Please join me at our annual leadership conference on April 21-22, 2017. Each year at our conference, we gather to celebrate our accomplishments, educate ourselves on issues that affect our children, and plan for the future of our association. It is critical that local PTAs are represented to share their voice as we elect officers to the state board, adopt resolutions to support and strengthen our legislative platform, and talk to each other about our challenges and successes as parent leaders in our communities.
This years theme is “Plug Into PTA”, and that’s what I am asking of you. To “Plug Into PTA” with us in Wilsonville.
Our gathering this year will be fun, educational, inspiring, and engaging. Please join PTA leaders and friends from all over the state for this important event.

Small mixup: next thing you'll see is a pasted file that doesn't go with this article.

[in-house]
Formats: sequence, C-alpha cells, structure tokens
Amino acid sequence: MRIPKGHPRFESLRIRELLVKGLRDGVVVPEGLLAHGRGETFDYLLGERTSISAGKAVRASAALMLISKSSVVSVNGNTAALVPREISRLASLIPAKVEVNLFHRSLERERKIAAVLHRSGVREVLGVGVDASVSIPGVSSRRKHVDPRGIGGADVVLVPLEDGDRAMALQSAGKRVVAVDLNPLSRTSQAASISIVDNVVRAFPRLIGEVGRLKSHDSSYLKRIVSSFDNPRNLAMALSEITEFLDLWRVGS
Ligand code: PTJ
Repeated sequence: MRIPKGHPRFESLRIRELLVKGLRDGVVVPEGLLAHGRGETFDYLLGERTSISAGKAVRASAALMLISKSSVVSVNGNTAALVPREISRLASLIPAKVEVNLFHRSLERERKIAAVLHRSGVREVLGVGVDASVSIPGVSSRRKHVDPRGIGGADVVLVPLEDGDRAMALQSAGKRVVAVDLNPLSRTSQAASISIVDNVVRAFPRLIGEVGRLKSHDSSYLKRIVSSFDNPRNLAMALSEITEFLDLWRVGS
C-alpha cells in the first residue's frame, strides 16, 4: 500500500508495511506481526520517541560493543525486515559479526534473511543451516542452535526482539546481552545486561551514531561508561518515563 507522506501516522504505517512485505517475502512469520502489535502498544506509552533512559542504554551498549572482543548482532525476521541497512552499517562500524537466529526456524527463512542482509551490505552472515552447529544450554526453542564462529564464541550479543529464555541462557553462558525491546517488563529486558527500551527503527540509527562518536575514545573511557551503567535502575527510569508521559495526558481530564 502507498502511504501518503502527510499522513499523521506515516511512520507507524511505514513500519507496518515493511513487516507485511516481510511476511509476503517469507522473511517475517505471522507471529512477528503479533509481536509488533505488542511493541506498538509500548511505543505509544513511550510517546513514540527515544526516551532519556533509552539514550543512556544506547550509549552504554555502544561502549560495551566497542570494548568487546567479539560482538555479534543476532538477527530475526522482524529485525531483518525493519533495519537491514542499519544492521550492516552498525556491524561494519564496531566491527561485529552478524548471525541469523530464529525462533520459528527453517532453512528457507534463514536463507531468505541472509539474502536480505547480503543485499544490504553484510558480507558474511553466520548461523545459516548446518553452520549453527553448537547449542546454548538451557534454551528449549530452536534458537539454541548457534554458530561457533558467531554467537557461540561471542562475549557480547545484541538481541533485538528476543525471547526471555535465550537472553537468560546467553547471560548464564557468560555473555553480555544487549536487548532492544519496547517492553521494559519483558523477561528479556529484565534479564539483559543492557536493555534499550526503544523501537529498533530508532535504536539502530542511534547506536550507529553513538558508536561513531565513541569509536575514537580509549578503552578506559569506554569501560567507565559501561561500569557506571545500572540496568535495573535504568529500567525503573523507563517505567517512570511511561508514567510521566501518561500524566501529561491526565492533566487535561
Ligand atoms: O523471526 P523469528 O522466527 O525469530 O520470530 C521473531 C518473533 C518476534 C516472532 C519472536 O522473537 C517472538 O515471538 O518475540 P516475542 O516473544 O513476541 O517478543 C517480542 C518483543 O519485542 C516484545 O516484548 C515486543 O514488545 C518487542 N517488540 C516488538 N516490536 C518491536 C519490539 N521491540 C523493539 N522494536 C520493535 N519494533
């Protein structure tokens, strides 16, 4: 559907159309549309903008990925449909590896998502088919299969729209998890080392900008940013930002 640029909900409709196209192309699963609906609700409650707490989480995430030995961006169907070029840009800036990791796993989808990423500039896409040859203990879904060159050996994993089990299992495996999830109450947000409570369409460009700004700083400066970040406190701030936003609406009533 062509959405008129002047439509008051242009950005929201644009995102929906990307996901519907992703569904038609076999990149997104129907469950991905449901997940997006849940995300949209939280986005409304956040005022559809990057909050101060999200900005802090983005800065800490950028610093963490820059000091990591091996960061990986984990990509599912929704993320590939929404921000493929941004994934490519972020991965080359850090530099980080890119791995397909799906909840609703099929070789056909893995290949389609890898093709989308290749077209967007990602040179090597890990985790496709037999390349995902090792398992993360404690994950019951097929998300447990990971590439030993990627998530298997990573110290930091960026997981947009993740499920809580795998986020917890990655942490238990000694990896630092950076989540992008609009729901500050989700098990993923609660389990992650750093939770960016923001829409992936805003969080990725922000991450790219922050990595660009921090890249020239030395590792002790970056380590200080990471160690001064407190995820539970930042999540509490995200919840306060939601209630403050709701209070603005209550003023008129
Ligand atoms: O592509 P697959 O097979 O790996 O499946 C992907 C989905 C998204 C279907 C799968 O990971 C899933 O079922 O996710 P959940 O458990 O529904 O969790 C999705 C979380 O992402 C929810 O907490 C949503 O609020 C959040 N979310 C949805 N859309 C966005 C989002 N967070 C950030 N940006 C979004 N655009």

I’ll see you there!
Collin Robinson, Oregon PTA President
“As president of the Oregon Parent Teacher Association, I am dedicated to addressing the problems facing our schools. Decades of disinvestment have led to large class sizes, short school years and fewer class offerings. Today, Oregon has one of the worst high school graduation rates in the county. I want a brighter future for our children.” Read more here.
“Oregon mandated the QEM, the quality education model, so many years ago, and we’ve never fully funded it because we gave the legislators an out. We said, ‘If you guys give us a report about why you can’t fund it, that’s good enough.’ That’s not good enough. I think if we are funding our schools statewide to the quality education model, a lot of this stuff kind of goes away.